* Files and folders on removable disks, including floppy disks, CDs, and Zip disks.
NOTE

In addition to these security-based restrictions, technical limitations impose additional restrictions on Windows XP Professional systems that use dynamic disks. If your system is configured with one or more dynamic disks, see the Microsoft Knowledge Base article 227364, "Dynamic Volumes Are Not Displayed Accurately in Text-Mode Setup or Recovery Console".
If the Recovery Console allowed unlimited access to files and folders on your hard disk, it would pose a serious security hole, especially on systems running Windows XP Home Edition, where the Administrator password is blank. To prevent unauthorised access, the Recovery Console imposes the following limits on your actions when you log on:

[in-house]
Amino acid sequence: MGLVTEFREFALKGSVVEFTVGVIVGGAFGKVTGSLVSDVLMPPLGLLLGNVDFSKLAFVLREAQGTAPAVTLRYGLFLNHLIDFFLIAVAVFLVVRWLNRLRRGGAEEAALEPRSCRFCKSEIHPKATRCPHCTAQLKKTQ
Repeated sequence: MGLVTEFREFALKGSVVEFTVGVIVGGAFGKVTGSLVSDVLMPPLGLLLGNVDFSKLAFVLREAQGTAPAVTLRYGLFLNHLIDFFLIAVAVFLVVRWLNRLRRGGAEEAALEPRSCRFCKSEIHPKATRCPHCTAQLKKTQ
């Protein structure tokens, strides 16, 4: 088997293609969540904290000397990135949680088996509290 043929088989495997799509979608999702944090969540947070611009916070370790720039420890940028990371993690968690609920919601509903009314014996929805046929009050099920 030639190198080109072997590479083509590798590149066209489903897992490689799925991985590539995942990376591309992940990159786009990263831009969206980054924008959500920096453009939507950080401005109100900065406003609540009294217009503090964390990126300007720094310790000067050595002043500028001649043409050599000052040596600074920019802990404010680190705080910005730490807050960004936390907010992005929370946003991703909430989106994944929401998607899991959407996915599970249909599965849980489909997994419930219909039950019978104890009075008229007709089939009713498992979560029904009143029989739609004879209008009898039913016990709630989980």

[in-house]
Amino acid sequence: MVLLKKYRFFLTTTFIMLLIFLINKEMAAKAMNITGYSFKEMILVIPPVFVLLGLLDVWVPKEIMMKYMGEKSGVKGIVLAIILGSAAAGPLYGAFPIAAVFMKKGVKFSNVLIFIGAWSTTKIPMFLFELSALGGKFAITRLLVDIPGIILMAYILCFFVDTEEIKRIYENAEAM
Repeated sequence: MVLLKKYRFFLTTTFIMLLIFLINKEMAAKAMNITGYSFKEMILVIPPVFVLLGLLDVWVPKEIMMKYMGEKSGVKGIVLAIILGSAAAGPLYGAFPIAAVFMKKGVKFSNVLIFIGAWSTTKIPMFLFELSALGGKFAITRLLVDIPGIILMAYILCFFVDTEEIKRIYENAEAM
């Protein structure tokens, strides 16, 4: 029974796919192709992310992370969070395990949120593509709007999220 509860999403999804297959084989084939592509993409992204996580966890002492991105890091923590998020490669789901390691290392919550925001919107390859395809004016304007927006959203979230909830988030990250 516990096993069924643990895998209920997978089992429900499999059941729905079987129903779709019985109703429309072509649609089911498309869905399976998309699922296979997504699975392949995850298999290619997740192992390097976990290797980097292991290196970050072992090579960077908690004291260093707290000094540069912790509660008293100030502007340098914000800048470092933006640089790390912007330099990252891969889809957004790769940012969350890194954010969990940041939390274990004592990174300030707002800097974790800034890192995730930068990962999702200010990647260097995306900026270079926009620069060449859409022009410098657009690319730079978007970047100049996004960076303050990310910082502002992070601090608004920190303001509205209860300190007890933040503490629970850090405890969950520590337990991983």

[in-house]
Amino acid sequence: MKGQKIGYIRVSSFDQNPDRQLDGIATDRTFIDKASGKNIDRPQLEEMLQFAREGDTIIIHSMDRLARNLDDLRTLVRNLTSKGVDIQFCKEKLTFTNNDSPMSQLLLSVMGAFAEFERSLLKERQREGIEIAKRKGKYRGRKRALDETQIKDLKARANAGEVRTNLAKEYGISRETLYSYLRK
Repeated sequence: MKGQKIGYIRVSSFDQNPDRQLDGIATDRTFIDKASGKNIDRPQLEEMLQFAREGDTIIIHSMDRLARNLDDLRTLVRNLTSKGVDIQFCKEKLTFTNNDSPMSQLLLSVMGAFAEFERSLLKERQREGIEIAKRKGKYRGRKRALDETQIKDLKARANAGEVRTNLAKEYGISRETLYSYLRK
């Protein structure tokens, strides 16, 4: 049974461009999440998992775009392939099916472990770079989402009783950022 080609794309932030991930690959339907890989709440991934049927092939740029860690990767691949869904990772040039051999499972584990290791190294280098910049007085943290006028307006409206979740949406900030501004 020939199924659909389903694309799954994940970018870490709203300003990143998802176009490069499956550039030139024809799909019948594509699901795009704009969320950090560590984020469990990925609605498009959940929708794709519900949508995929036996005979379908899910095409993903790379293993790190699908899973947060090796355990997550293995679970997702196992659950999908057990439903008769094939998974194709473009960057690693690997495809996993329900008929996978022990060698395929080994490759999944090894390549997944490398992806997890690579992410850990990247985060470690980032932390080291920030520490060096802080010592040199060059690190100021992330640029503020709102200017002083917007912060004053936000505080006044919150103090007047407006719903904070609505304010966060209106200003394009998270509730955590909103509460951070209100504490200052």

* If you try to access folders other than those described in the previous list,
you will receive an "access denied" message. Specifically, you cannot read from
or write to the following folders: Program Files, Documents And Settings, and disks
or folders containing other Windows installations. These restrictions apply on
NTFS and FAT32 volumes alike.
* Write access to removable disks is disabled. This prevents you from copying files
to floppy disks and other removable media. If you try to copy a file to a removable
disk, you receive an "access denied" message.
* You cannot change the local Administrator account password from the Recovery Console.
In fact, if you use Windows XP Home Edition you have to jump through several hoops to